Day 7, or, Good News, Everyone!
[So I have a literary agency interested in the idea! I need to give them 100 pages to get to the next level of interest.]
“Negatude,” she said, wagging a finger. “You know, some school might surprise you, even with your math scores.”
“They might, but it…” I stopped and flushed. Crap!
“It wouldn’t matter if we don’t have the money to pay?”
“Sorry.” I could have punched myself right then. I’d sworn I was never going to be that girl who threw a fit because she couldn’t have a pony on every birthday because her parents didn’t love her enough to spend everything they had on her. And that meant never bringing up how I couldn’t have a whole lot of things because we were “broke” now.
“There’s always a way,” Mom said, and I had to smile. That was probably true – if Mom could find a door that led to me going to a “good school,” if it didn’t open she’d break it down. “That boy Christopher, he’s good at math, I bet he’d help you get your scores up.”
“I don’t think Christopher’s interested in tutoring.” I don’t know why I thought that, but I was pretty sure it was true. Christopher was one of those people who was so good at math that he’d almost forgotten the basics. Take it from me, don’t try and learn from someone who’s too good at math, they start dashing ahead and putting a line over the “a” and carrying the “y” without explaining it and next thing you know it’s all Greek. It’s like me and English – I can correct your sentence without thinking about it, but if I have to diagram it or tell you the technical name for what you did wrong, I’ll probably strike out, it’s been so long since I learned all that.
Mom sighed, though not as theatrically as she used to. I felt bad about it, sort of – the quieter her sighs got, the more it meant she was accepting that whatever “it” was, “it” just wasn’t going to go the way she wanted.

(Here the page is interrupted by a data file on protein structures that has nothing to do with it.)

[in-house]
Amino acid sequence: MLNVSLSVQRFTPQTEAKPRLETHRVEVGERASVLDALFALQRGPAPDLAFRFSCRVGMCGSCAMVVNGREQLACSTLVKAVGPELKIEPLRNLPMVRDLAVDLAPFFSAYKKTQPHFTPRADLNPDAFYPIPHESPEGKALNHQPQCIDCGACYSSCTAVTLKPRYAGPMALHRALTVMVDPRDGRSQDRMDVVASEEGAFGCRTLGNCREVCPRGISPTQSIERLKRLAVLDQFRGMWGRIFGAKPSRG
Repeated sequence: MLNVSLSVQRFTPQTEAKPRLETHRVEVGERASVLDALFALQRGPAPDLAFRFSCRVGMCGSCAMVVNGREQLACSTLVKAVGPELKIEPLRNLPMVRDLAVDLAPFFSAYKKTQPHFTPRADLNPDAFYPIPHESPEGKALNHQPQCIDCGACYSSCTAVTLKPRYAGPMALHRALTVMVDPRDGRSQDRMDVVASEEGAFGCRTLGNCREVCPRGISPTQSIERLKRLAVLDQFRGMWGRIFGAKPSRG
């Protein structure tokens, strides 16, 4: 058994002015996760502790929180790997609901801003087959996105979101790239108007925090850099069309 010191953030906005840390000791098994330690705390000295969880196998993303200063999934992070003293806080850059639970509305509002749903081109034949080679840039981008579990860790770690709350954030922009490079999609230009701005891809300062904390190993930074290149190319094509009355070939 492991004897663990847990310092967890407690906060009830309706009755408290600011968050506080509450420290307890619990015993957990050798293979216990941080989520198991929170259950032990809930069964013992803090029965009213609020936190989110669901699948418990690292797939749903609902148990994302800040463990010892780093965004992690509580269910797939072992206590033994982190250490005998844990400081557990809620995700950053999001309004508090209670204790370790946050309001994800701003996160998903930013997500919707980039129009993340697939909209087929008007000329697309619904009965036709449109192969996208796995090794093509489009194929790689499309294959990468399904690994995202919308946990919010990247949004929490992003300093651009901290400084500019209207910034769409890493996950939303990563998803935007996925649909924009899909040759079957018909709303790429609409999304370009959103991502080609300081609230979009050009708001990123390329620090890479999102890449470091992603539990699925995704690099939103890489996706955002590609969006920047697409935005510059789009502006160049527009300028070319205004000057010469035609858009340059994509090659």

I went back to my homework, but the more I read in the Federalist Papers, the more I found myself thinking about Christopher’s project. Could you make an AlexanderHamiltonBot who’d answer your questions for you as easily as RushBot? I wish.
A couple days later, Christopher passed me in the hall at school. “Lunch?” he asked without stopping.
“Definitely,” I said, not breaking stride either. That was just part of the faster pace here, you didn’t waste a lot of words or a lot of time.
As juniors with parental permission, we were allowed to go to lunch outside school, but not allowed to leave the U campus. The food court at the student union had some decent choices, including a Thai buffet, which was pretty neat.
“So how’s documentation going?” he asked. I’d taken a technical writing class as one of my science electives, since it played to my strengths.
“Oh, you know, the usual.” I blew on my soup. “Step 1. Push the button. The screen will appear. Insert screen shot of screen. Step 2. Click on stuff on the screen. More stuff will appear. How’s testing?” The manuals we were writing were for programs kids in Christopher’s programming class were developing.
“Steps 1 and 2 followed as ordered. Then, if stuff clicked on doesn’t do more stuff, open VSTF, log bug, be prepared to be told by programmer that it’s ‘by design.’”